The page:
I’m secretly grateful for hurts only cured by Mommy’s hugs, books that are better read by Mom, and unexpected hugs. When my kids give me their worst, it’s these little things that get me through. I am grateful for every one of them.

I am so incredibly thankful for friends who can relate, who can laugh at our misery, and who don’t even flinch when I tell them we’ve just infected them all with strep.

I am thankful for the food we eat, the meals I slave over that the kids sometimes stick up their noses at and squirm in their chairs over and make an otherwise lovely meal unbearable.

Our home, though often cluttered and never glamorous, keeps us warm, comfortable, and safe. It is filled with love and silliness and often more dirt than I can keep up with. But I am ever so grateful.

I’m thankful for laughter. We make time together as a family. We play together. We eat together. We do so much together that we drive one another crazy, but we can always make each other laugh. It’s the unexpected that keeps us going, like when my husband tries to lick the cinnamon roll icing off his plate without being caught or jumps in the car and locks it during a rollicking game of tag. (Well played.) Or the many moments when the kids say something so out of the blue, there is no other choice but to laugh, no matter how inappropriate.

I’m grateful for family. We don’t have any family nearby, but emails and phone calls keep us connected until we can meet in person and remind each other of why we’re all so crazy. Darn those blood lines.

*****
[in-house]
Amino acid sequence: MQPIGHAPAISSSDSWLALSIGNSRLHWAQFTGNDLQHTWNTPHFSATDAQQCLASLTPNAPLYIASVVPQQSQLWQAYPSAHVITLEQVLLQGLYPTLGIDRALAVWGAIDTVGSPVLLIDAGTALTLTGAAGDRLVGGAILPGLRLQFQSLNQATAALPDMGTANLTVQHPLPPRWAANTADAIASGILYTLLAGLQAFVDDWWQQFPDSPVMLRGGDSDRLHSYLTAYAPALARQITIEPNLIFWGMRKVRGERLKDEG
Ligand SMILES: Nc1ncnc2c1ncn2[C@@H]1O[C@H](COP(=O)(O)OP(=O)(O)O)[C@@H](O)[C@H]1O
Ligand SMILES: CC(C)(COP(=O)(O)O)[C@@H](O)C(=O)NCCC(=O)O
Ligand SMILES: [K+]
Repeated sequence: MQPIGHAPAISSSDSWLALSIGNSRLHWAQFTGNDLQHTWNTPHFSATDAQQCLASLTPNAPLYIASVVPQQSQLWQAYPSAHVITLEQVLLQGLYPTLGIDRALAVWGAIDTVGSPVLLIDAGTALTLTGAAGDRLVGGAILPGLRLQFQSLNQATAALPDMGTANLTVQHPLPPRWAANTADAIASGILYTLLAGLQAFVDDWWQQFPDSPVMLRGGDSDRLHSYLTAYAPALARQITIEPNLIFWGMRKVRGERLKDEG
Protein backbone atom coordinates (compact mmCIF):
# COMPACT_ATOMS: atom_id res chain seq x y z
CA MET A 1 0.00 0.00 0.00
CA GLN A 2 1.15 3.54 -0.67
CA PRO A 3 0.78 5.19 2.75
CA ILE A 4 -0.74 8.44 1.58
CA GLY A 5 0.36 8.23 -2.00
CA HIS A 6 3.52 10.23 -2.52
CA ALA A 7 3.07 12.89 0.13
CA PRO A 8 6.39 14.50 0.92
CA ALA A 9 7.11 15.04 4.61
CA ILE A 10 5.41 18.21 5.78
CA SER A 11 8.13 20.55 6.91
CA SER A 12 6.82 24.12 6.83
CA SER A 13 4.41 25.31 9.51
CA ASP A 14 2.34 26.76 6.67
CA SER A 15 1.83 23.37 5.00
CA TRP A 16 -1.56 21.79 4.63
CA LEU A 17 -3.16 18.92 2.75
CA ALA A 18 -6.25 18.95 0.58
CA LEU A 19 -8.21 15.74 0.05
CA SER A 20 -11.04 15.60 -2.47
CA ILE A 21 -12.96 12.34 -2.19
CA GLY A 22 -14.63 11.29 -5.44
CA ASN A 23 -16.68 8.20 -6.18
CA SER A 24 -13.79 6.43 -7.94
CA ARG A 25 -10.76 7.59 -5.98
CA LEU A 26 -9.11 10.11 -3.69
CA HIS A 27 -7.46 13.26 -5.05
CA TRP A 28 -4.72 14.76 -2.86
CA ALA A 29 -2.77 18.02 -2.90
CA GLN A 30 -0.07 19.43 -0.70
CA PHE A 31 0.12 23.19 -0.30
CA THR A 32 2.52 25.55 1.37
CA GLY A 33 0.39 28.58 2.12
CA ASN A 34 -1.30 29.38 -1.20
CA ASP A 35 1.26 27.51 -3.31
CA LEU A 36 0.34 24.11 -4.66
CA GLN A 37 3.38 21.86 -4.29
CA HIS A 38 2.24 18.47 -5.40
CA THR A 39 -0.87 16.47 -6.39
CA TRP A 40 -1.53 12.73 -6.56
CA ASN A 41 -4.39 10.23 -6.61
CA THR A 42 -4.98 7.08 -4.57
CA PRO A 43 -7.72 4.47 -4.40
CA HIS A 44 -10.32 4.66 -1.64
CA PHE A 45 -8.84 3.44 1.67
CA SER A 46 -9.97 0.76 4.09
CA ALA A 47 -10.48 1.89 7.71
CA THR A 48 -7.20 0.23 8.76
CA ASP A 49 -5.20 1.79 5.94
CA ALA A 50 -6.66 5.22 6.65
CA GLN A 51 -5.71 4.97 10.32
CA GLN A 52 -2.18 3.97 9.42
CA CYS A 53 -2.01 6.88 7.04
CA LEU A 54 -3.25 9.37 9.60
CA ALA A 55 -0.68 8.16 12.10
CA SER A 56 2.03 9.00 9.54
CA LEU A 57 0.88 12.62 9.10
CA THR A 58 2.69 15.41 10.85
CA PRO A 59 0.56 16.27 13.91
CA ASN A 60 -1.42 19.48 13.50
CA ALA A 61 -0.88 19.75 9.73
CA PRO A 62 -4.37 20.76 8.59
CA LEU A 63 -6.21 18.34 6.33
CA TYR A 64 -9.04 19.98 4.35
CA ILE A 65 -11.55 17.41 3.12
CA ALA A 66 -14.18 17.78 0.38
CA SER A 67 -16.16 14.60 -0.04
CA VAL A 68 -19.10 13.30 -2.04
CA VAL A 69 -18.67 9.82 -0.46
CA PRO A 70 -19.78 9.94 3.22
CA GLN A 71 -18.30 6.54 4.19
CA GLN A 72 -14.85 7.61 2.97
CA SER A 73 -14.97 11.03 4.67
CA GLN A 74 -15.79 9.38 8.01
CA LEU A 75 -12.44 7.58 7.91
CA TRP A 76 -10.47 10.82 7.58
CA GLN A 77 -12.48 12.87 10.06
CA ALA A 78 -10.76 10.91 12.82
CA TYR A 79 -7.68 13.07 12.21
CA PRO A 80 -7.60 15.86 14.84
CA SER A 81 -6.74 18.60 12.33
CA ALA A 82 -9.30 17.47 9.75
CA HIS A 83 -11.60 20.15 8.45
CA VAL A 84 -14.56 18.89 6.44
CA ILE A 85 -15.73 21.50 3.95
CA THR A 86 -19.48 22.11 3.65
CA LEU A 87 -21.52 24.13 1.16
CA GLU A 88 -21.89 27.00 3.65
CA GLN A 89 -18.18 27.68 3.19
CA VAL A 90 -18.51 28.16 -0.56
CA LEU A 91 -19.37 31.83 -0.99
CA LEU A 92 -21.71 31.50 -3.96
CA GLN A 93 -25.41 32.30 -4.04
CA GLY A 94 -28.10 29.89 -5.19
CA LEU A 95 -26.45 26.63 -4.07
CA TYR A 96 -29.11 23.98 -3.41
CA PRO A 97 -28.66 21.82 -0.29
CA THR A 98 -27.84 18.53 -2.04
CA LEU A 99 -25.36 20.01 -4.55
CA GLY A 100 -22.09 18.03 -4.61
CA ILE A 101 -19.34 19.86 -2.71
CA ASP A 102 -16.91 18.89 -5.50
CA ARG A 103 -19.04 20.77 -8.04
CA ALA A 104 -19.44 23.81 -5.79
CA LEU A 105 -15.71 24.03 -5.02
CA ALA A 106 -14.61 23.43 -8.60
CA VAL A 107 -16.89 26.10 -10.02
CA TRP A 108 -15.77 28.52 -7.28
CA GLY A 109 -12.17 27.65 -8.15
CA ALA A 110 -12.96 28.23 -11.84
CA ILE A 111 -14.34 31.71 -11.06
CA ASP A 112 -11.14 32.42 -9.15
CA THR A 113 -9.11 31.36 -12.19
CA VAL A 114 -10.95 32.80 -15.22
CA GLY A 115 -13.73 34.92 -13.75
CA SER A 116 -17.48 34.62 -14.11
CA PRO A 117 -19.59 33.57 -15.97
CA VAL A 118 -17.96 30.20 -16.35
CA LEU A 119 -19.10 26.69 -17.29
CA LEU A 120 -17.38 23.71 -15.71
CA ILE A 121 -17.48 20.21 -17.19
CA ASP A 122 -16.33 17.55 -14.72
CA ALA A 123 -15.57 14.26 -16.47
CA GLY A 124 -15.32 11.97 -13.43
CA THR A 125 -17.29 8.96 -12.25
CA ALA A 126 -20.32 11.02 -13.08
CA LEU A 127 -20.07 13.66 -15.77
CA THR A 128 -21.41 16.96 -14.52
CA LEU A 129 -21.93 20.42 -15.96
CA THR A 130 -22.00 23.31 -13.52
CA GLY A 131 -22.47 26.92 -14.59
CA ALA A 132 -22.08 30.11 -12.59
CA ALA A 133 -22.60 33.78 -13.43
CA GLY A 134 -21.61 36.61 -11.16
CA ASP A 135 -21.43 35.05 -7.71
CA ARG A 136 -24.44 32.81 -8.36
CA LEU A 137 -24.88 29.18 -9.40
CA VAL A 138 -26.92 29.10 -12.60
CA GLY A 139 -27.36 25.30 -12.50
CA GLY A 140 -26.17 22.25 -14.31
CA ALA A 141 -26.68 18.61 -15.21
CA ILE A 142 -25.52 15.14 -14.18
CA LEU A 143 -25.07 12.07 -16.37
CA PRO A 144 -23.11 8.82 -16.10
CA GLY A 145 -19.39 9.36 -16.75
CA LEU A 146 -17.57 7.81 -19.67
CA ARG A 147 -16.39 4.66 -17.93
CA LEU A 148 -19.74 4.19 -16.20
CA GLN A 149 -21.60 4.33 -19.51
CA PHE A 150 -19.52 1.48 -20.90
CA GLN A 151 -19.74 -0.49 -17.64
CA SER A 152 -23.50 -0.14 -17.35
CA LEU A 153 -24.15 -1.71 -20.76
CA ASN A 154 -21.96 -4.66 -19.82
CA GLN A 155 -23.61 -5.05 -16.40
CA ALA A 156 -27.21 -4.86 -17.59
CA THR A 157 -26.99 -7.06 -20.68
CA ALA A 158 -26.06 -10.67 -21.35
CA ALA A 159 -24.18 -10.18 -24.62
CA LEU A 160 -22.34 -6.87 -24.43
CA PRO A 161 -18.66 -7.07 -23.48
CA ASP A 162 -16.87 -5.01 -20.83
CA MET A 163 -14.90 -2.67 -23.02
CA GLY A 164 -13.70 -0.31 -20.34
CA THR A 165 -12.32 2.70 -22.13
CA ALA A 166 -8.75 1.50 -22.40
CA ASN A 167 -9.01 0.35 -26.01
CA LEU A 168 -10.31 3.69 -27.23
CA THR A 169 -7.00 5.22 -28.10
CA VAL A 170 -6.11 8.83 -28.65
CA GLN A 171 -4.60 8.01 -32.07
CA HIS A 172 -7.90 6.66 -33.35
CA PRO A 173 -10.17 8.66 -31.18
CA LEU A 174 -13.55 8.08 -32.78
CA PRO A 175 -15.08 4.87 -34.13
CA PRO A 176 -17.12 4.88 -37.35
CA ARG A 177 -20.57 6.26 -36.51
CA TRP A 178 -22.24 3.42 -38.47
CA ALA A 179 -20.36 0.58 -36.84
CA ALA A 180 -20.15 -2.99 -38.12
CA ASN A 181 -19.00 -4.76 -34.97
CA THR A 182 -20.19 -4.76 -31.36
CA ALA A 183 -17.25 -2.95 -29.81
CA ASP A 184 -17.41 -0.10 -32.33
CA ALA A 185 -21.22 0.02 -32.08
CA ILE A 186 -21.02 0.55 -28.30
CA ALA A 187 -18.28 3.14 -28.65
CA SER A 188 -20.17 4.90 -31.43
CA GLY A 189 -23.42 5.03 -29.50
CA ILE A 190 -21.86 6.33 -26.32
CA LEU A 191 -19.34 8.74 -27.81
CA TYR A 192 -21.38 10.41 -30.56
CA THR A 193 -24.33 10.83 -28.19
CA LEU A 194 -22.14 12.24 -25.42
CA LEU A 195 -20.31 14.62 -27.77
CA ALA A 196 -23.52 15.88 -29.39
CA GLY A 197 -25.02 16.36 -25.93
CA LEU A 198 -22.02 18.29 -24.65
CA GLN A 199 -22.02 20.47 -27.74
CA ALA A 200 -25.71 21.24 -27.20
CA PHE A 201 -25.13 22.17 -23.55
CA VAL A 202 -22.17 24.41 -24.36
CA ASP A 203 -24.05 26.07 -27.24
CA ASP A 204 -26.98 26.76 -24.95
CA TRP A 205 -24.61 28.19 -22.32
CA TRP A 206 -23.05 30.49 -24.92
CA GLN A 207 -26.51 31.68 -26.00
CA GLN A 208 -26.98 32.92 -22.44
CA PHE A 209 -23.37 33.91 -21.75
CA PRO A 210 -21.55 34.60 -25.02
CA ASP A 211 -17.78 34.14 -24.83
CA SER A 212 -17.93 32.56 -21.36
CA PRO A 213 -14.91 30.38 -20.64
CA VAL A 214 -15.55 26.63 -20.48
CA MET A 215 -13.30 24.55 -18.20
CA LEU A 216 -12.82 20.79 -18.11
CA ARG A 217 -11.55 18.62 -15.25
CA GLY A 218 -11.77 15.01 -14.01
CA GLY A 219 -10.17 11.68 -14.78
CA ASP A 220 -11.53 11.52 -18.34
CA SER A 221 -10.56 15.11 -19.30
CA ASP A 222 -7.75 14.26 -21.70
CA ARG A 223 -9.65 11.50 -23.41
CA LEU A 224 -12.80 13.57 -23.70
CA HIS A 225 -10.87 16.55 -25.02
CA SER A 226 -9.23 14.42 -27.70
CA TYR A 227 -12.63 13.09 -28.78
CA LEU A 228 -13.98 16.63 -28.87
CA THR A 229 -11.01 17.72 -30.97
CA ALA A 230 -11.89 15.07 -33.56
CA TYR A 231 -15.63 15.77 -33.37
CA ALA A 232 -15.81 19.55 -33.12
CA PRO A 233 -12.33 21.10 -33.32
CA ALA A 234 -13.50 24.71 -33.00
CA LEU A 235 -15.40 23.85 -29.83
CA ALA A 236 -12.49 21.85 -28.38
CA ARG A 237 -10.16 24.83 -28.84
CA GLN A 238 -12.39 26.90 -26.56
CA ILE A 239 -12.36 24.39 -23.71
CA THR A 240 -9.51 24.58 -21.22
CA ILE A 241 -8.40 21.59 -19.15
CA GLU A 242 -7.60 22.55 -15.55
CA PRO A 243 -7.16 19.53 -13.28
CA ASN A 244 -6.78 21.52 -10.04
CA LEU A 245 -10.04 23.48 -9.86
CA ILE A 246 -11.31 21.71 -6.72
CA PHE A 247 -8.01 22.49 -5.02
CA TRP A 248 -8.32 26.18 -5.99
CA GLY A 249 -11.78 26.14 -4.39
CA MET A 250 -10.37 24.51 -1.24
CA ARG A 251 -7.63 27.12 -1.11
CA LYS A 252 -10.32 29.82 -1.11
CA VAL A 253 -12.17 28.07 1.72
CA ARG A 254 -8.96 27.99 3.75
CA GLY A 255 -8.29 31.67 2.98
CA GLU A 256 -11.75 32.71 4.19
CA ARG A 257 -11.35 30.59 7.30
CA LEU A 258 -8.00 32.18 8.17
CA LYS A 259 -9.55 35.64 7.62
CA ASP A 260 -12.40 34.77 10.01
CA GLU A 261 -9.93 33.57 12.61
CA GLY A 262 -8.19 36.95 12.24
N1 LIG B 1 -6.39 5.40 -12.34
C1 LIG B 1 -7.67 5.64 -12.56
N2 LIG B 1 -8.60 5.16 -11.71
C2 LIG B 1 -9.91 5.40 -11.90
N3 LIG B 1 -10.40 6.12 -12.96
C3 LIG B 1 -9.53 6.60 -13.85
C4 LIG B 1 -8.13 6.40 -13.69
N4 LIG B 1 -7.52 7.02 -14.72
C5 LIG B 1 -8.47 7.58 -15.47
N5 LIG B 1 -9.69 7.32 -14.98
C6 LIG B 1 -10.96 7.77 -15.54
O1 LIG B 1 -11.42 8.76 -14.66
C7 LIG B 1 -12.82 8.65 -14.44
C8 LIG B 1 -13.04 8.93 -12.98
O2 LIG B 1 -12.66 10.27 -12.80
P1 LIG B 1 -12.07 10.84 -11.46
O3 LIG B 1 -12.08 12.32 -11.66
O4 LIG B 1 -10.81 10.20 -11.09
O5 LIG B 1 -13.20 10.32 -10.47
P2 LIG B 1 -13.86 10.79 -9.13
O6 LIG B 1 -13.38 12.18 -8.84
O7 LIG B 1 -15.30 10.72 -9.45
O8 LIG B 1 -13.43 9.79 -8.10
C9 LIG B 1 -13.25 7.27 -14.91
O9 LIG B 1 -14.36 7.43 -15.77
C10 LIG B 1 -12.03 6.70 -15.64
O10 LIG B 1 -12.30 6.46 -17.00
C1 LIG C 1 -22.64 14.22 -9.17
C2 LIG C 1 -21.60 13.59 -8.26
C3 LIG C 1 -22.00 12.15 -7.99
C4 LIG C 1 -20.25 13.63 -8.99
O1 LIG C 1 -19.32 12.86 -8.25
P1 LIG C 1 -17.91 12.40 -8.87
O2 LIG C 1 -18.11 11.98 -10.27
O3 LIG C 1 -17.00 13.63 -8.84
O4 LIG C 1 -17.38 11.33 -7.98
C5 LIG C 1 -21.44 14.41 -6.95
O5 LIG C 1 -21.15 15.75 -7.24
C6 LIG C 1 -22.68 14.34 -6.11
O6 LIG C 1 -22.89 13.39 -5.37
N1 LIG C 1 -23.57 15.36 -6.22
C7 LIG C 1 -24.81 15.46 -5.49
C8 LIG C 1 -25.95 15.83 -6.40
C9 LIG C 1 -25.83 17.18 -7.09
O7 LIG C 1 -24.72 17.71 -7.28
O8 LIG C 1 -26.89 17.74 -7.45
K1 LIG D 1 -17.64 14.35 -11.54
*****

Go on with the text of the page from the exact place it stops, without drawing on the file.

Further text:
Being a mom has been so much more challenging and sometimes more painful than I ever imagined. I honestly thought it would be a breeze. Then I realized you can’t mold people. They’re already who they are and you have to learn to deal with their idiosyncrasies from the start. But I’m grateful that every day is new, my kids don’t hold grudges, we forgive, and we love.

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Sometimes the Kids Win the Battles

It has been weeks now since she’s seen it, asked for it, given me big blue eyes swelling up with tears. I try to stand my ground, be firm and strong. But those kids know how to break me sometimes. And sometimes, they win.

With my kids being 8 and 6, I felt like the days of noisy toys were behind us. On a shopping trip this month, my daughter fell in love with one of those annoying toys that barks and moves when you walk down the aisle. No, I said. A firm NO.